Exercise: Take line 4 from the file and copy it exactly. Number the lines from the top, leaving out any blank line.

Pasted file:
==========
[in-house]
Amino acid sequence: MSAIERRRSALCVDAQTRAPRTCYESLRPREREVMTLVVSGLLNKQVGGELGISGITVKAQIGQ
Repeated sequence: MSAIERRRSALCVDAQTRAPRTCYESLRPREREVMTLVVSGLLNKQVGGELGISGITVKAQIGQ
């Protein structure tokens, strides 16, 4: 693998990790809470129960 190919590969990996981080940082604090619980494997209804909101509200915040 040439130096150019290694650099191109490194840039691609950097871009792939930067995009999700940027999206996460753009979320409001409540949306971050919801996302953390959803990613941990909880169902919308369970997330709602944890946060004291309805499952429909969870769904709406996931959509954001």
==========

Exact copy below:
């Protein structure tokens, strides 16, 4: 693998990790809470129960 190919590969990996981080940082604090619980494997209804909101509200915040 040439130096150019290694650099191109490194840039691609950097871009792939930067995009999700940027999206996460753009979320409001409540949306971050919801996302953390959803990613941990909880169902919308369970997330709602944890946060004291309805499952429909969870769904709406996931959509954001």